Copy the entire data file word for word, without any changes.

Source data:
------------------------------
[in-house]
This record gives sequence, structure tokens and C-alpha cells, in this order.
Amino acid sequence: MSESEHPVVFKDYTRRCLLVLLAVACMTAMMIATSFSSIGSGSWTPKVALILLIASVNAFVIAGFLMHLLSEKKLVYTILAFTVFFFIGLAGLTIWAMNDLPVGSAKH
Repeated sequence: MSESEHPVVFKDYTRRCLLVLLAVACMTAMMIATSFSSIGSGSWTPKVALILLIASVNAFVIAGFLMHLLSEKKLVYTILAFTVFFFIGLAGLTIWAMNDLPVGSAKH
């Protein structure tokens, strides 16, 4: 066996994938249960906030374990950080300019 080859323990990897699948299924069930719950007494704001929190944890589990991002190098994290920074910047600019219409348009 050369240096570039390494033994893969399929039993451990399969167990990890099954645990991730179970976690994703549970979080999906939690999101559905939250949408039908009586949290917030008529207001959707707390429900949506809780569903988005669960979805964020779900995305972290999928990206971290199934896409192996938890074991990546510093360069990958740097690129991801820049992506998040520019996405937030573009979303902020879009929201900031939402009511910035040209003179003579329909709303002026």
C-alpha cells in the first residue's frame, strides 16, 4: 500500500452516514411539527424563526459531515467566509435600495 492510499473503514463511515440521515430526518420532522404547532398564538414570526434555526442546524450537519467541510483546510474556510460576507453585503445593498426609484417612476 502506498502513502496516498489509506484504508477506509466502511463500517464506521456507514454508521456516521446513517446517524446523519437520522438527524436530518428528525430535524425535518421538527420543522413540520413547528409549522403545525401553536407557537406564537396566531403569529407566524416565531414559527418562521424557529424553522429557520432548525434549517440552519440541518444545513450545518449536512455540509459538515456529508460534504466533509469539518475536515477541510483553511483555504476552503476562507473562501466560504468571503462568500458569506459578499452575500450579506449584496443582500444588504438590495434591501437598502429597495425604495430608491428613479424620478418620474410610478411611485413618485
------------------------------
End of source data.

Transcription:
[in-house]
This record gives sequence, structure tokens and C-alpha cells, in this order.
Amino acid sequence: MSESEHPVVFKDYTRRCLLVLLAVACMTAMMIATSFSSIGSGSWTPKVALILLIASVNAFVIAGFLMHLLSEKKLVYTILAFTVFFFIGLAGLTIWAMNDLPVGSAKH
Repeated sequence: MSESEHPVVFKDYTRRCLLVLLAVACMTAMMIATSFSSIGSGSWTPKVALILLIASVNAFVIAGFLMHLLSEKKLVYTILAFTVFFFIGLAGLTIWAMNDLPVGSAKH
């Protein structure tokens, strides 16, 4: 066996994938249960906030374990950080300019 080859323990990897699948299924069930719950007494704001929190944890589990991002190098994290920074910047600019219409348009 050369240096570039390494033994893969399929039993451990399969167990990890099954645990991730179970976690994703549970979080999906939690999101559905939250949408039908009586949290917030008529207001959707707390429900949506809780569903988005669960979805964020779900995305972290999928990206971290199934896409192996938890074991990546510093360069990958740097690129991801820049992506998040520019996405937030573009979303902020879009929201900031939402009511910035040209003179003579329909709303002026």
C-alpha cells in the first residue's frame, strides 16, 4: 500500500452516514411539527424563526459531515467566509435600495 492510499473503514463511515440521515430526518420532522404547532398564538414570526434555526442546524450537519467541510483546510474556510460576507453585503445593498426609484417612476 502506498502513502496516498489509506484504508477506509466502511463500517464506521456507514454508521456516521446513517446517524446523519437520522438527524436530518428528525430535524425535518421538527420543522413540520413547528409549522403545525401553536407557537406564537396566531403569529407566524416565531414559527418562521424557529424553522429557520432548525434549517440552519440541518444545513450545518449536512455540509459538515456529508460534504466533509469539518475536515477541510483553511483555504476552503476562507473562501466560504468571503462568500458569506459578499452575500450579506449584496443582500444588504438590495434591501437598502429597495425604495430608491428613479424620478418620474410610478411611485413618485